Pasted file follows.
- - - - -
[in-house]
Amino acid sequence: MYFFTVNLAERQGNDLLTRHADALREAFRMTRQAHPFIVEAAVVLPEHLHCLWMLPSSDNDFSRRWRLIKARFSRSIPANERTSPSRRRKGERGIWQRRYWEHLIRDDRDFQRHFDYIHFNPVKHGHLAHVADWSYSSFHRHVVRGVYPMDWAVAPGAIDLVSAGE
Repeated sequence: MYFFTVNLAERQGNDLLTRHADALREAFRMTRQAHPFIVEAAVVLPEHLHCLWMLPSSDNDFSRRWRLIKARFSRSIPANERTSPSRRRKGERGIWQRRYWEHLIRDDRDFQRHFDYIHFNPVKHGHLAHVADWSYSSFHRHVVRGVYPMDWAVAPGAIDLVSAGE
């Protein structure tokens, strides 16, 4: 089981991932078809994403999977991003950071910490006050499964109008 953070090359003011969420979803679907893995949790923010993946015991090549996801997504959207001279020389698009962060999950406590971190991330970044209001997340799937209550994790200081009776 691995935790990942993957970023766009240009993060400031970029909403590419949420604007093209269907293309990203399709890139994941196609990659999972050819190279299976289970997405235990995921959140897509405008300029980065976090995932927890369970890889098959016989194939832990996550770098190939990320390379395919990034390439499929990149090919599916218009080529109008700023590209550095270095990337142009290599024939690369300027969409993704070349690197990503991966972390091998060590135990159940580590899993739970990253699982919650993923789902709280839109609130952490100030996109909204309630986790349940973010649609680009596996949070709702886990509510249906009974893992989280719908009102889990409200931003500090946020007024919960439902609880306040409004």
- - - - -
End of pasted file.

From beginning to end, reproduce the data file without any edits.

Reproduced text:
[in-house]
Amino acid sequence: MYFFTVNLAERQGNDLLTRHADALREAFRMTRQAHPFIVEAAVVLPEHLHCLWMLPSSDNDFSRRWRLIKARFSRSIPANERTSPSRRRKGERGIWQRRYWEHLIRDDRDFQRHFDYIHFNPVKHGHLAHVADWSYSSFHRHVVRGVYPMDWAVAPGAIDLVSAGE
Repeated sequence: MYFFTVNLAERQGNDLLTRHADALREAFRMTRQAHPFIVEAAVVLPEHLHCLWMLPSSDNDFSRRWRLIKARFSRSIPANERTSPSRRRKGERGIWQRRYWEHLIRDDRDFQRHFDYIHFNPVKHGHLAHVADWSYSSFHRHVVRGVYPMDWAVAPGAIDLVSAGE
């Protein structure tokens, strides 16, 4: 089981991932078809994403999977991003950071910490006050499964109008 953070090359003011969420979803679907893995949790923010993946015991090549996801997504959207001279020389698009962060999950406590971190991330970044209001997340799937209550994790200081009776 691995935790990942993957970023766009240009993060400031970029909403590419949420604007093209269907293309990203399709890139994941196609990659999972050819190279299976289970997405235990995921959140897509405008300029980065976090995932927890369970890889098959016989194939832990996550770098190939990320390379395919990034390439499929990149090919599916218009080529109008700023590209550095270095990337142009290599024939690369300027969409993704070349690197990503991966972390091998060590135990159940580590899993739970990253699982919650993923789902709280839109609130952490100030996109909204309630986790349940973010649609680009596996949070709702886990509510249906009974893992989280719908009102889990409200931003500090946020007024919960439902609880306040409004």